Statewide sales tax will widen rural-urban divide

Posted: Tuesday, May 13, 2003

A few years ago when they were pinching funding for Bush schools and opposing a state subsistence priority for rural Alaskans, urban Republican legislators scoffed at the notion of a growing "rural-urban divide."

The "divide" was mostly the feeling of rural Alaskans that urban state lawmakers who dominate the Legislature were willing to sacrifice rural Alaska in order to cover their political behinds.

Now, two urban Republican legislators, representing the only two major Alaska cities without a sales tax (Anchorage and Fairbanks), are seeking a statewide sales tax that would push existing sales taxes in rural towns sky high. High sales taxes would hit rural businesses hard, and draw more rural residents away to shop the Internet or big-box stores in urban Alaska.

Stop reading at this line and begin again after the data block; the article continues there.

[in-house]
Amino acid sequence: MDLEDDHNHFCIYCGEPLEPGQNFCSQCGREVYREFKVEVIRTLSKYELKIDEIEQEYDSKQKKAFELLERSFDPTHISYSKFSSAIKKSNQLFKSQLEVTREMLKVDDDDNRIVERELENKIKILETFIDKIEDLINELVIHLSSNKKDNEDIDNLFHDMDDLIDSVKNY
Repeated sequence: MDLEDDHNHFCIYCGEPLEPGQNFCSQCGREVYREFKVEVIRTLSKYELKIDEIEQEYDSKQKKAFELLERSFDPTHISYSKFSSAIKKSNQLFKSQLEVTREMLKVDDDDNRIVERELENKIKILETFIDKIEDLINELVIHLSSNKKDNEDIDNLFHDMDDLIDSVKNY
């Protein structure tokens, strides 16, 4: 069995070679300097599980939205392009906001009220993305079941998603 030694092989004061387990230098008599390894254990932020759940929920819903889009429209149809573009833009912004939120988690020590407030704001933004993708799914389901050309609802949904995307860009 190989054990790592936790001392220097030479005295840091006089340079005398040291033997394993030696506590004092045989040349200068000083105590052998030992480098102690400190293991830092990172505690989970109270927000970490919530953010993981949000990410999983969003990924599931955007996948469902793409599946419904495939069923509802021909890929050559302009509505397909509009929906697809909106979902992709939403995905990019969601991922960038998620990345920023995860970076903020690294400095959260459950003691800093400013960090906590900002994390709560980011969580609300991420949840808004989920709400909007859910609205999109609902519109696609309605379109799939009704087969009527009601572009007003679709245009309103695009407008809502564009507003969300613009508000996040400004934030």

Urban Republican legislators won't even consider an income tax, although any rural Alaskan can tell you an income tax is the surest way to tax the wealth that comes from their towns - and often leaves immediately in the pockets of part-time Alaskans. Seasonal and non-resident oilfield workers, commercial fishermen, fishing guides, tour operators, miners and others skim the cream from the Alaska economy and pay little or nothing in return.

If Gov. Murkowski and the urban Republican legislators who support his agenda truly want to encourage natural resource development, they'll support an income tax as a responsible means of returning a portion of natural resource revenues to its source - the state of Alaska.

A statewide sales tax is a political dodge that will only widen the rural-urban divide.

Tom Morphet


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